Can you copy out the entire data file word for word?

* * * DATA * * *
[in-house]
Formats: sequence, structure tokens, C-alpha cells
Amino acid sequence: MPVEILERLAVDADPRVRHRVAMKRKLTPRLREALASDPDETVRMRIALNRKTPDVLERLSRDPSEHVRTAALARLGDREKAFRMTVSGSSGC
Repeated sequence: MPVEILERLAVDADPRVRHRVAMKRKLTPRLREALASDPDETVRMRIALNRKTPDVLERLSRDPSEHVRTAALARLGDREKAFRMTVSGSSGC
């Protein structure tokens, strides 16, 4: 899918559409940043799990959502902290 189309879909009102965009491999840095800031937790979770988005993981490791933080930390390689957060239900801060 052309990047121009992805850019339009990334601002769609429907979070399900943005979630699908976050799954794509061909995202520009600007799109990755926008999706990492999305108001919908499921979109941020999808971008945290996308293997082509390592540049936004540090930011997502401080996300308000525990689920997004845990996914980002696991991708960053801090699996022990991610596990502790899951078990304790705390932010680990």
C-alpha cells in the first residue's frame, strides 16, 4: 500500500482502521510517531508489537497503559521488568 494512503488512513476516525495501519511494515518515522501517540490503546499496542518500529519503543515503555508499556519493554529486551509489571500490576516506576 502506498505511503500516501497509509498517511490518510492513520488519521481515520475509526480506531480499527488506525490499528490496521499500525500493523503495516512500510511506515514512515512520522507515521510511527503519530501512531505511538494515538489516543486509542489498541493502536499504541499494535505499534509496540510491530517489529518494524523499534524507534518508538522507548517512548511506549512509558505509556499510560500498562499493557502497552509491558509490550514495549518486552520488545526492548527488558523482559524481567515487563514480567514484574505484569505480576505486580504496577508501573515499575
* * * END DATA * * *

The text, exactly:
[in-house]
Formats: sequence, structure tokens, C-alpha cells
Amino acid sequence: MPVEILERLAVDADPRVRHRVAMKRKLTPRLREALASDPDETVRMRIALNRKTPDVLERLSRDPSEHVRTAALARLGDREKAFRMTVSGSSGC
Repeated sequence: MPVEILERLAVDADPRVRHRVAMKRKLTPRLREALASDPDETVRMRIALNRKTPDVLERLSRDPSEHVRTAALARLGDREKAFRMTVSGSSGC
């Protein structure tokens, strides 16, 4: 899918559409940043799990959502902290 189309879909009102965009491999840095800031937790979770988005993981490791933080930390390689957060239900801060 052309990047121009992805850019339009990334601002769609429907979070399900943005979630699908976050799954794509061909995202520009600007799109990755926008999706990492999305108001919908499921979109941020999808971008945290996308293997082509390592540049936004540090930011997502401080996300308000525990689920997004845990996914980002696991991708960053801090699996022990991610596990502790899951078990304790705390932010680990």
C-alpha cells in the first residue's frame, strides 16, 4: 500500500482502521510517531508489537497503559521488568 494512503488512513476516525495501519511494515518515522501517540490503546499496542518500529519503543515503555508499556519493554529486551509489571500490576516506576 502506498505511503500516501497509509498517511490518510492513520488519521481515520475509526480506531480499527488506525490499528490496521499500525500493523503495516512500510511506515514512515512520522507515521510511527503519530501512531505511538494515538489516543486509542489498541493502536499504541499494535505499534509496540510491530517489529518494524523499534524507534518508538522507548517512548511506549512509558505509556499510560500498562499493557502497552509491558509490550514495549518486552520488545526492548527488558523482559524481567515487563514480567514484574505484569505480576505486580504496577508501573515499575